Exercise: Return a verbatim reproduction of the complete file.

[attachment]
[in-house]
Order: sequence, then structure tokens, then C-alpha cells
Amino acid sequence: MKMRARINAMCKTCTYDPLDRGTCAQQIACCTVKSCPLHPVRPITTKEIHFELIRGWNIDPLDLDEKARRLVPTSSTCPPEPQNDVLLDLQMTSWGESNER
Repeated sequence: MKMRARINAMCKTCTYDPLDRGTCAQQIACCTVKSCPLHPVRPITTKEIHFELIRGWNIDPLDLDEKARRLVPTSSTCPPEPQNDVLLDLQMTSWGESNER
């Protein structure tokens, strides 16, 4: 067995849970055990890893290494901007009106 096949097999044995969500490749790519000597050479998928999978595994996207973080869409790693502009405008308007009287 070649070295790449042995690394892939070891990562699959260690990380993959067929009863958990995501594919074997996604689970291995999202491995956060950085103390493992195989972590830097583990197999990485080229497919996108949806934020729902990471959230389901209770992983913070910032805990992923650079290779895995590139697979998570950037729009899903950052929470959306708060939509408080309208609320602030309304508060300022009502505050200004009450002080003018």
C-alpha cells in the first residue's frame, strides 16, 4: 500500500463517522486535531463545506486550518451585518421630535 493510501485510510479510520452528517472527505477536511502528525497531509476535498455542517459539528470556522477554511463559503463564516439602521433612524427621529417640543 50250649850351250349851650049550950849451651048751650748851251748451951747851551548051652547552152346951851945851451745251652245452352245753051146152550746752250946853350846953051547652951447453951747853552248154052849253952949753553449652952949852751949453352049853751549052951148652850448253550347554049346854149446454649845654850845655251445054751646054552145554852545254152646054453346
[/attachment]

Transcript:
[in-house]
Order: sequence, then structure tokens, then C-alpha cells
Amino acid sequence: MKMRARINAMCKTCTYDPLDRGTCAQQIACCTVKSCPLHPVRPITTKEIHFELIRGWNIDPLDLDEKARRLVPTSSTCPPEPQNDVLLDLQMTSWGESNER
Repeated sequence: MKMRARINAMCKTCTYDPLDRGTCAQQIACCTVKSCPLHPVRPITTKEIHFELIRGWNIDPLDLDEKARRLVPTSSTCPPEPQNDVLLDLQMTSWGESNER
């Protein structure tokens, strides 16, 4: 067995849970055990890893290494901007009106 096949097999044995969500490749790519000597050479998928999978595994996207973080869409790693502009405008308007009287 070649070295790449042995690394892939070891990562699959260690990380993959067929009863958990995501594919074997996604689970291995999202491995956060950085103390493992195989972590830097583990197999990485080229497919996108949806934020729902990471959230389901209770992983913070910032805990992923650079290779895995590139697979998570950037729009899903950052929470959306708060939509408080309208609320602030309304508060300022009502505050200004009450002080003018």
C-alpha cells in the first residue's frame, strides 16, 4: 500500500463517522486535531463545506486550518451585518421630535 493510501485510510479510520452528517472527505477536511502528525497531509476535498455542517459539528470556522477554511463559503463564516439602521433612524427621529417640543 50250649850351250349851650049550950849451651048751650748851251748451951747851551548051652547552152346951851945851451745251652245452352245753051146152550746752250946853350846953051547652951447453951747853552248154052849253952949753553449652952949852751949453352049853751549052951148652850448253550347554049346854149446454649845654850845655251445054751646054552145554852545254152646054453346